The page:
20 ‘When one part of an organism is treated in isolation from its interconnections with another, as though the problem were solely its own, fundamental change is not likely. The symptom is apt to recycle, in the same or different form, in the same or different member. Trying to ‘cure’ a person in isolation from his or her family…is as misdirected, and ultimately ineffective, as transplanting a healthy organ into a body whose imbalanced chemistry will destroy the new one as it did the old. It is easy to forget that the same ‘family’ or organs that rejects a transplant contributed to the originally diseased part becoming ‘foreign.’ Edwin Friedman, generation to generation

21 Youth culture indicates the existence of a generational ‘wound’ that does not exist in many non-western cultures. It cannot be healed in isolation but only through treating the body as a whole.

22 4. Youth work will only ever be a sticking plaster solution to the problem until the core of church culture changes. To make disciples of the young we need to make disciples of adults first.

23 Brief Guide to the Generations. ‘Silent’ or ‘Builder’ 1920’s – 40’s

24 A relatively conservative generation who both protected and built on their parent’s achievements – ‘building’ a ‘future’ after WW2 ‘Silent’ or ‘Builder’ ‘I work hard because it’s my duty to do so.’

25 Brief Guide to the Generations. ‘Boomer’ 1940’s -60’s

26 Children of the 60’s they espoused largely liberal progressive ideals, throwing off the constraints of previous generations. ‘Boomer’ ‘Work is self – fulfilling; it makes me feel important.’

27 Brief Guide to the Generations. ‘Generation X’ 1960’s -80’s

28 They challenged the progressive optimism of previous generations. Saw huge rise in divorce rates, unemployment, the spread of Aids. -Disenchanted with ‘progress’.’ ‘Generation X’ ‘I work to fund my lifestyle.’

29 Brief Guide to the Generations. ‘Generation Y 1980’s -2000’s

30 A generation adept at multi – tasking, focussed on pleasure seeking but also entrepreneurial with a ‘can do’ attitude. ‘Generation Y’ ‘My work will help to change the world.’

31 Focus on Gen Y ‘Generation Y’

32 New Philanthropy? ‘… students from the Millennial Generation are increasingly interested in jobs where they feel they can make a positive difference—whether that's building solar panels, running a food bank, or making microfinance loans in Africa. ’

33 ‘Millenials want to end the culture wars; move America’s foreign policy toward a more cooperative and multilateral approach; rebuild a strong, positive role for government; achieve universal healthcare; reform and expand America’s educational system; start the transition to a clean energy economy; and much more.’ Demos ‘An Anatomy of Youth’ Report 2010

34 New ‘can do’ attitude? ‘They combine the teamwork ethic of the Boomers with the can-do attitude of the Veterans and the technological savvy of the Xers. At first glance, and even at second glance, Generation Next may be the ideal workforce – and ideal citizens.’ Demos ‘An Anatomy of Youth’ Report 2010

35 Digital Natives? We shape our culture and in turn our culture shapes us…

36 ‘Purpose is an intention to accomplish something that is at the same time meaningful to the self and consequential for the world beyond the self.’ © LICC All rights reserved In need of purpose?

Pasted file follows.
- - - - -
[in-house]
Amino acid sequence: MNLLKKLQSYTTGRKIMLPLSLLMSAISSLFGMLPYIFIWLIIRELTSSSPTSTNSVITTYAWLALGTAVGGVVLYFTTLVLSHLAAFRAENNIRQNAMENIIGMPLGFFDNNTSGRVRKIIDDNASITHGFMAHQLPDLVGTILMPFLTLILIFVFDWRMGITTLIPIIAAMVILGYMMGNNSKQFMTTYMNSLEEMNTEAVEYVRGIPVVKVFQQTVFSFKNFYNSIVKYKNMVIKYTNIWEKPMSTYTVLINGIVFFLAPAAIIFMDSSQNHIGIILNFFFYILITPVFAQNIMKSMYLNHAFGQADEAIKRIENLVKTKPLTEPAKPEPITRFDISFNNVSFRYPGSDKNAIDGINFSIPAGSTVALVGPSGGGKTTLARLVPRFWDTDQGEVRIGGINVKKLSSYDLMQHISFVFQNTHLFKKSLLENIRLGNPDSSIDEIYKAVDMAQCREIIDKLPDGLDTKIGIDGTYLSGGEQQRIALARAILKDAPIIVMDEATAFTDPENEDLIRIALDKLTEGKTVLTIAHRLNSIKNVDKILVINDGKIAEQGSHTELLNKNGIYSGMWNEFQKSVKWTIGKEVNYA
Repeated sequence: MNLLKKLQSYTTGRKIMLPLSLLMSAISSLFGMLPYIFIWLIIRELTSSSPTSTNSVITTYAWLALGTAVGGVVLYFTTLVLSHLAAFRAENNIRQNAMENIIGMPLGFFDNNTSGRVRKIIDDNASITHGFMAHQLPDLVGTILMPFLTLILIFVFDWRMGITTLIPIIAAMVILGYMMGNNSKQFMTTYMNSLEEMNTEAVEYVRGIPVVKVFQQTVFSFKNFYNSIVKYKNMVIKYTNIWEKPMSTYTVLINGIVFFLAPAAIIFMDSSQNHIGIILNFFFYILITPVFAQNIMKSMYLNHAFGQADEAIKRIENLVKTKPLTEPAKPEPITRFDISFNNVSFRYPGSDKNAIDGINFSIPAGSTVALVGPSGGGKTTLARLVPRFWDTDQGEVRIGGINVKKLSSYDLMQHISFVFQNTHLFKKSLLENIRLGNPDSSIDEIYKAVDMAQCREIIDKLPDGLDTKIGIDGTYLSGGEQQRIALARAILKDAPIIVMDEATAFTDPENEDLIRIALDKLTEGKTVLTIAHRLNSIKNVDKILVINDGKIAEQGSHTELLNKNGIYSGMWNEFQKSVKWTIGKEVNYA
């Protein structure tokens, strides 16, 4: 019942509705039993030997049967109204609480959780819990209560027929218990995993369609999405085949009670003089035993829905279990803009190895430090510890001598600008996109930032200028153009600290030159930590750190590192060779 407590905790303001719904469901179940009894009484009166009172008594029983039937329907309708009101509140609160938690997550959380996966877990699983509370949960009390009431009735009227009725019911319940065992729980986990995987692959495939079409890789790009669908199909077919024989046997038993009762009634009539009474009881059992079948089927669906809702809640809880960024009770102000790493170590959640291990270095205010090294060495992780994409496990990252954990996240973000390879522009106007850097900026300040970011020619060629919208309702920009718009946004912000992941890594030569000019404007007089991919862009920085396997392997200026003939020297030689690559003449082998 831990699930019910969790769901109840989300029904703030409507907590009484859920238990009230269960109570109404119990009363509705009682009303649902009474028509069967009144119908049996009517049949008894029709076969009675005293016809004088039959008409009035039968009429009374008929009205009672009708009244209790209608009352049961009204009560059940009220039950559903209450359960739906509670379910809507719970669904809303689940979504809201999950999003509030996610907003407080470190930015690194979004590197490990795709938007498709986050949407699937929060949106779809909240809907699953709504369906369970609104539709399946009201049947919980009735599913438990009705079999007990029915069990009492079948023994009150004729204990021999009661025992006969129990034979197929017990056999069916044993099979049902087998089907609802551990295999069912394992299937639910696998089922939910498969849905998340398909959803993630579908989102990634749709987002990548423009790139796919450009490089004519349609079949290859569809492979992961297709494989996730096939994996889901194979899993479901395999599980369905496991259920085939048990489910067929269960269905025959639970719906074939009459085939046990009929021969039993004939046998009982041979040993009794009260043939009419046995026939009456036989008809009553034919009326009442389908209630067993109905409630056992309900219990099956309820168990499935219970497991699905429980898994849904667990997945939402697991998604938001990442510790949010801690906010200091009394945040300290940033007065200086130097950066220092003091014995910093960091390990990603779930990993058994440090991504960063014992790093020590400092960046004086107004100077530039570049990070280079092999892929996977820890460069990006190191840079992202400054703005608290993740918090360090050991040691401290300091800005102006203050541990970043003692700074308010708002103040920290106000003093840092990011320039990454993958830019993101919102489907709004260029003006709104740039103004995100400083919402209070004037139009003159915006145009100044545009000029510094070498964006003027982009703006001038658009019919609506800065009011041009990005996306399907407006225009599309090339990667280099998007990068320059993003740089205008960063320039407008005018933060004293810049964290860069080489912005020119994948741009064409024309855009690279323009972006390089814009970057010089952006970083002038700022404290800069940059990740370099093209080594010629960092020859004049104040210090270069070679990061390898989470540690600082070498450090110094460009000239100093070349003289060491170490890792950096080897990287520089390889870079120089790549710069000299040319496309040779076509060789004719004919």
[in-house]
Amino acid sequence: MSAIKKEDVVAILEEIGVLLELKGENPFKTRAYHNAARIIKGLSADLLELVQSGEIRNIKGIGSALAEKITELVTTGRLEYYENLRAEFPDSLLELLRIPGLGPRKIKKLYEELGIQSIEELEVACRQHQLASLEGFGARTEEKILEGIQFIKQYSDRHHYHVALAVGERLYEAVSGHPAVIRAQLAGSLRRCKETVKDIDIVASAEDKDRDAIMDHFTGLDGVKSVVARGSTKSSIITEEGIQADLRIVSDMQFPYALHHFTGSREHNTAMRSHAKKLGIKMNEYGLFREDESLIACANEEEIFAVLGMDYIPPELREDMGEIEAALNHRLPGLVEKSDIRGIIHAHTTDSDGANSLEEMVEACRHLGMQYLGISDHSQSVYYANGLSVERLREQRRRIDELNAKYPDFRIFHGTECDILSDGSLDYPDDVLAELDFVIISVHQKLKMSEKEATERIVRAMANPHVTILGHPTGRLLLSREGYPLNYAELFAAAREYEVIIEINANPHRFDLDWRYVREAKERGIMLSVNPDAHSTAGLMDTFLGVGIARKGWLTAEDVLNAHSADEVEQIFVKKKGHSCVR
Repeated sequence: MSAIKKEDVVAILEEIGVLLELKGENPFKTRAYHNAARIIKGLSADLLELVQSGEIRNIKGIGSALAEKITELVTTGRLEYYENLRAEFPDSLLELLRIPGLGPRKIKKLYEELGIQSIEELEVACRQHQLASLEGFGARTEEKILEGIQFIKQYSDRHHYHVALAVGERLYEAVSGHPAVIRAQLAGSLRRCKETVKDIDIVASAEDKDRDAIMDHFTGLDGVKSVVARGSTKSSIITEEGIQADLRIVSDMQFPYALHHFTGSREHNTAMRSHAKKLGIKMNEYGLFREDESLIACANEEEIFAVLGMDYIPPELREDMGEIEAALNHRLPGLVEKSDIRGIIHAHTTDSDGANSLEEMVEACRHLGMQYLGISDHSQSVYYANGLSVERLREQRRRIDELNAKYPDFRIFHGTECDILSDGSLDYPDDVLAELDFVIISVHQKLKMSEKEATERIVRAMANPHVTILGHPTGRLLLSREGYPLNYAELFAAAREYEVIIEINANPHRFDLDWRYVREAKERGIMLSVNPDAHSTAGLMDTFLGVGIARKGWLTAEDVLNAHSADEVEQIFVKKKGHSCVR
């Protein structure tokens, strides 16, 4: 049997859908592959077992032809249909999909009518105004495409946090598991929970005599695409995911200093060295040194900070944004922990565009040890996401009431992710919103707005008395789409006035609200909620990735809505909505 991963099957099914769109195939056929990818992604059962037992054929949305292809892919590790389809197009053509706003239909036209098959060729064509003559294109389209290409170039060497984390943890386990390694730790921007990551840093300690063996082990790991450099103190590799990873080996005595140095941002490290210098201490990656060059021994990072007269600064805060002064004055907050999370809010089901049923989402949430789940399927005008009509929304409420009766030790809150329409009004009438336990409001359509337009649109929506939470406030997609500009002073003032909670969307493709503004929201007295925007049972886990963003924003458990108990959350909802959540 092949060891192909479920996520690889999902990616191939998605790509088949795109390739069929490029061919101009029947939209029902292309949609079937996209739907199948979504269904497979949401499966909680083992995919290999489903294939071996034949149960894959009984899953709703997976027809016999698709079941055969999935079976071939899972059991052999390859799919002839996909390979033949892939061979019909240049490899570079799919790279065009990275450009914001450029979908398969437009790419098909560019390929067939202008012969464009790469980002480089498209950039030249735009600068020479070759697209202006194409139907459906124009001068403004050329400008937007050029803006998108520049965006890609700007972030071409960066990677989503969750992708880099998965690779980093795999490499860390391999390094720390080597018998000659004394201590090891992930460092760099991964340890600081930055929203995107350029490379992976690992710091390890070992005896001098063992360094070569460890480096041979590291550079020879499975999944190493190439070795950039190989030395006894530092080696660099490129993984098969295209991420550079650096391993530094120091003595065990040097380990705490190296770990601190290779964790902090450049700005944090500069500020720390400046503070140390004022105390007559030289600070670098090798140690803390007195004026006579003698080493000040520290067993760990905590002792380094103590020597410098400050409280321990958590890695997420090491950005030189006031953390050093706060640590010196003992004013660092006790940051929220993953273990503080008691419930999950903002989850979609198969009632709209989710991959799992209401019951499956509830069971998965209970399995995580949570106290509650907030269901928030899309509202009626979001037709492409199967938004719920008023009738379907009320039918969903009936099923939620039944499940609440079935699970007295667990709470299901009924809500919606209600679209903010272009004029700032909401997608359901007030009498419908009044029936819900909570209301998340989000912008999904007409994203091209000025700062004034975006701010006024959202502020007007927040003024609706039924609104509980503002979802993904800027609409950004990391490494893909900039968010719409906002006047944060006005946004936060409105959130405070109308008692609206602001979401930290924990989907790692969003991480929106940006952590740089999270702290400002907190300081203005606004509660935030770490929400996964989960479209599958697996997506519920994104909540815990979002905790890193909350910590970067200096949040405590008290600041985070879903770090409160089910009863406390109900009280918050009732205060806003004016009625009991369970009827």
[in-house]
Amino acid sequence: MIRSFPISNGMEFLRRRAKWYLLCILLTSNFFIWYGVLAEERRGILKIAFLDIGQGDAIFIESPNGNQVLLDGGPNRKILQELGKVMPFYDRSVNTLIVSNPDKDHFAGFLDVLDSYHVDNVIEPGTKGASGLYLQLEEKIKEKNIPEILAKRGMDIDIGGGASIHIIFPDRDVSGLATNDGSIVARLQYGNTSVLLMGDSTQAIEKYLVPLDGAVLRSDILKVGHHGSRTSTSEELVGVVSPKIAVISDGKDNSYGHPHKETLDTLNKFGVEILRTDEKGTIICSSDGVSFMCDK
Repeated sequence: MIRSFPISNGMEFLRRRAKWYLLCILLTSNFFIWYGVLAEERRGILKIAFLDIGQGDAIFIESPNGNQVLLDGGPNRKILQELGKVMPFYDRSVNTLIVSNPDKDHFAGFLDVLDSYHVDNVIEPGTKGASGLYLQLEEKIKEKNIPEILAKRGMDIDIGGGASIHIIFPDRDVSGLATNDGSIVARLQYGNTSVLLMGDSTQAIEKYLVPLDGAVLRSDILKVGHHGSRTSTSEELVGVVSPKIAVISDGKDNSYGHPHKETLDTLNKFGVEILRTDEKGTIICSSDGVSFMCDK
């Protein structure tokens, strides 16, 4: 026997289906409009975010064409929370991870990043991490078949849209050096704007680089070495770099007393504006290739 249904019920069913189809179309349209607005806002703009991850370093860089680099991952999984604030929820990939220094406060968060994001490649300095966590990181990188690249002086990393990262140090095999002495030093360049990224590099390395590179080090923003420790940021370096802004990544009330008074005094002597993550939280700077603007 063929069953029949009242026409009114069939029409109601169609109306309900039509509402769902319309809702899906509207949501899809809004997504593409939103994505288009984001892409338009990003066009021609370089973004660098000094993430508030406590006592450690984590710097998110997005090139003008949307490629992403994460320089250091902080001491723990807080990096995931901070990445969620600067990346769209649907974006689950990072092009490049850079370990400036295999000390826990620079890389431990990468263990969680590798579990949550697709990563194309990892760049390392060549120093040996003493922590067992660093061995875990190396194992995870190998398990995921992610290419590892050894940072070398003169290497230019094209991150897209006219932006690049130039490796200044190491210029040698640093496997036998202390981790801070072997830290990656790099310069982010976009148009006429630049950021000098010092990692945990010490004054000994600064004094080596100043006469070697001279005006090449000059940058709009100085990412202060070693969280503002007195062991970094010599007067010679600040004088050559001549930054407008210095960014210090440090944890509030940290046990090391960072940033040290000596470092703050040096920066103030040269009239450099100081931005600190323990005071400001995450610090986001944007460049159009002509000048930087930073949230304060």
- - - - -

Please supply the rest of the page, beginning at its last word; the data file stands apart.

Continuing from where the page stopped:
37 ‘The postponements of many young people today have taken on a troubling set of characteristics, and chief among them is that so many youth do not seem to be moving toward any resolution. © LICC All rights reserved

38 Their delay is characterized more by indecision than by motivated reflection, more by confusion than by the pursuit of clear goals, more by ambivalence than by determination.’ © LICC All rights reserved

39 ‘what does matter for happiness is engaging in something that the person finds absorbing, challenging, and compelling, especially when it makes a valued contribution to the world beyond the self. Scientists dedicated to discovering natural truths, artists dedicated to creating new forms of beauty, are often happiest when they are in the midst of solving a wrenchingly difficult problem.’ William Damon ‘Path to Purpose’ © LICC All rights reserved

40 Ricardo Semler ‘The Seven Day Weekend.’ © LICC All rights reserved

41 RELINQUISHING CONTROL It's our lack of formal structure, our willingness to let workers follow their interests and their instincts when choosing jobs or projects. It's our insistence that workers seek personal challenges and satisfaction before trying to meet the company's goals. It's our commitment to encouraging employees to ramble through their day or week so that they will meander into new ideas and new business opportunities. © LICC All rights reserved

42 Challenges of working with Gen Y ‘Generation Y’

43 Challenges of working with Gen Y. Aspiration Deficit: What happens when you’re not Bill Gates, David Beckham or Beyonce by the time you’re 25?

44 Challenges of working with Gen Y. Issue of Generational Distrust: Gen Y: ‘They can’t adapt.’ Boomer: ‘They’re not resilient or committed.’

45 Challenges of working with Gen Y. Creating an atmosphere of peer generated and passed down wisdom. Has church acknowledge the shift from teacher centred to student centred learning?

46 Challenges of working with Gen Y. Providing accountability and ownership: Youthwork ‘empowers’ and gives ownership – does the rest of our church culture support this?

47 Challenges of working with Gen Y. Positional v Personal Authority: Gaining authority through relationship & modelling.

48 Model the way ‘leading means you have to be a good example and live what you say.’ Kouzes and Posner © LICC All rights reserved

49 Kouzes and Posner first law of leadership. ‘If you don’t believe in the messenger, you won’t believe the message.’ The Leadership Challenge © LICC All rights reserved